Question: Who to see about chronic pain after lumbar herniated disc surgery?

Several years ago, I had surgery for a lumbar herniated disc at L5-S1. After surgery, I still had pain in my right foot when standing or walking. The spine surgeon said the pain would go away with time, although it never did completely go away.

I continued to have varying degrees of discomfort. Even up to five years after the surgery, I have severe episodes of pain in my right calf and the right side of my right foot.

I had been told that my condition was caused by scar tissue at the site of surgery that was compressing the nerve. What type of spine specialist should I see to analyze my condition?

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Doctor’s response: MRI can help with choosing treatment for chronic pain after herniated disc surgery

Unfortunately, treating chronic pain is often a trial and error process. Most of the information you will need to continue treating your symptoms should be visible on your MRI scan.

The key thing to look for in the MRI scan is not only whether or not there is a recurrent disc herniation (there probably isn't one at this point) but the health of the disc space itself. If the disc is collapsed and the cartilaginous endplates have eroded, it would signal continued disc degeneration.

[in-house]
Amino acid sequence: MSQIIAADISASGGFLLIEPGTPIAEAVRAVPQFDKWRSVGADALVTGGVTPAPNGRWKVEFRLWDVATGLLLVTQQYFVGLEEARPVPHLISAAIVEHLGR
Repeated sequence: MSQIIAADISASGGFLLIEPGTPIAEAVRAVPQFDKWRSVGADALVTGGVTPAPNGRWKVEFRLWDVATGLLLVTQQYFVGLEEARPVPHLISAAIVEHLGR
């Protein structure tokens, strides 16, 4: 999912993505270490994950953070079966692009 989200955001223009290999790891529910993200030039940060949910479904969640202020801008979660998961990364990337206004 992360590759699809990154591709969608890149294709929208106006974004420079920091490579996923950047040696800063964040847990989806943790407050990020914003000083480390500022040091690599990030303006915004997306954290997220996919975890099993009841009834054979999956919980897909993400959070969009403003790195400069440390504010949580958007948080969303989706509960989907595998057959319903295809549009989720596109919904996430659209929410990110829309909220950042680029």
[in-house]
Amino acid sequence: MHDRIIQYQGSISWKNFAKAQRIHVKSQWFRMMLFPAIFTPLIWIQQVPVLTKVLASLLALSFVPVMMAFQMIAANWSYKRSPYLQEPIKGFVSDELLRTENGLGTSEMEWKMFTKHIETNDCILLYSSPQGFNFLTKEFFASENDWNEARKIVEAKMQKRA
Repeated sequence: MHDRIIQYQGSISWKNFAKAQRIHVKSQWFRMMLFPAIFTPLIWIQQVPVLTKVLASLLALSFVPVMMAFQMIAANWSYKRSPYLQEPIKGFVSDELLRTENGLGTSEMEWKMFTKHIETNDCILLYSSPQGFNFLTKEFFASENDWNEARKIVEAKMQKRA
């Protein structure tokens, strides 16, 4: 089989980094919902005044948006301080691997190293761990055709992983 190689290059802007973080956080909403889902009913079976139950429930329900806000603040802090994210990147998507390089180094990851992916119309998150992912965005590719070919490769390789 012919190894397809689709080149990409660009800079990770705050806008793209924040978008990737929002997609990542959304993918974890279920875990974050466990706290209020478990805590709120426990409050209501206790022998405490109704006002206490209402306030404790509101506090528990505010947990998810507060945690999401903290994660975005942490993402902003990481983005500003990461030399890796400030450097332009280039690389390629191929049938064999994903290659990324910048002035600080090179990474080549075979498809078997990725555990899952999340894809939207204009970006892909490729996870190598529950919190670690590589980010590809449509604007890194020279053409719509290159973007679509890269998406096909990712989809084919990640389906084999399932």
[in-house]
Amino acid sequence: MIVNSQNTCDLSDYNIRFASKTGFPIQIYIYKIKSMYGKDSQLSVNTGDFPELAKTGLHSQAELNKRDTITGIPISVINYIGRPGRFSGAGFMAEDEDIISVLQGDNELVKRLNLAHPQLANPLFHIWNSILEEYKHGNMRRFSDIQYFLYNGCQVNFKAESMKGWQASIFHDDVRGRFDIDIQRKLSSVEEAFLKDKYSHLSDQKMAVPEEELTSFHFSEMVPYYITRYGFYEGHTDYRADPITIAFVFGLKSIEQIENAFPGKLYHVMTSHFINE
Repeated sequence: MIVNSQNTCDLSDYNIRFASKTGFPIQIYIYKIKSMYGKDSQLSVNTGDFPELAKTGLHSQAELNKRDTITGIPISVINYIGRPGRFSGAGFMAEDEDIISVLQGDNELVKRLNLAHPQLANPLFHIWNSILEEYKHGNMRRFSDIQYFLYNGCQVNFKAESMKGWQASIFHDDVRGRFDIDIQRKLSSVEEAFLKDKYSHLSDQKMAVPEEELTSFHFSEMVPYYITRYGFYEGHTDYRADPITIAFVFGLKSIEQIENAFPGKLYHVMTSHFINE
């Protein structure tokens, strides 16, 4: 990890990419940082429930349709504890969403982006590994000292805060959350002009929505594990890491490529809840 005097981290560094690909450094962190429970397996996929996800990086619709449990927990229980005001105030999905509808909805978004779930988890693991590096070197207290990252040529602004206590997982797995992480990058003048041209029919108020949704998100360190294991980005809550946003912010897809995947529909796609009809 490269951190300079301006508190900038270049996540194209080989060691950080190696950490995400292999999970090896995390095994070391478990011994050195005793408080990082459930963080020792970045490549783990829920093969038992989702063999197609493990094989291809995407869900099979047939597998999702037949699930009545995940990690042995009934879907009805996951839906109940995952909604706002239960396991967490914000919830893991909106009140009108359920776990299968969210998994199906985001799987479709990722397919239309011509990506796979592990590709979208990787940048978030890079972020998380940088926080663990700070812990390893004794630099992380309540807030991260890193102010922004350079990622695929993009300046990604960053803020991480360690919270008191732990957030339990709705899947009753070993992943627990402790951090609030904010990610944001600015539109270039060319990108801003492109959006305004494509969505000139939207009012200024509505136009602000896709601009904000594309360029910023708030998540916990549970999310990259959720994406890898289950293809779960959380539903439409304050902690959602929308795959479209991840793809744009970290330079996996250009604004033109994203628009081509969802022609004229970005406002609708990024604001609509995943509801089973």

As the disc space collapses, it can irritate the nerves in this region, including the L5 and the S1 nerve roots. Fusing the disc space with an anterior approach (from the front) can alleviate this nerve irritation. If there is a great deal of degeneration in the disc space and your pain is severe, a spine fusion is probably your best bet.

The type of physician I would recommend seeing is a spine surgeon (either an orthopedic surgeon or a neurosurgeon) who is fellowship trained in fusion surgery and specializes for the most part in spine surgery.

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In Spine-health’s Doctor Advice section, physicians respond to frequently asked questions about back pain issues. These responses represent the opinion of one physician, and do not necessarily reflect the views of the broader medical community. The advice presented has not been peer reviewed by Spine-health’s medical advisory board.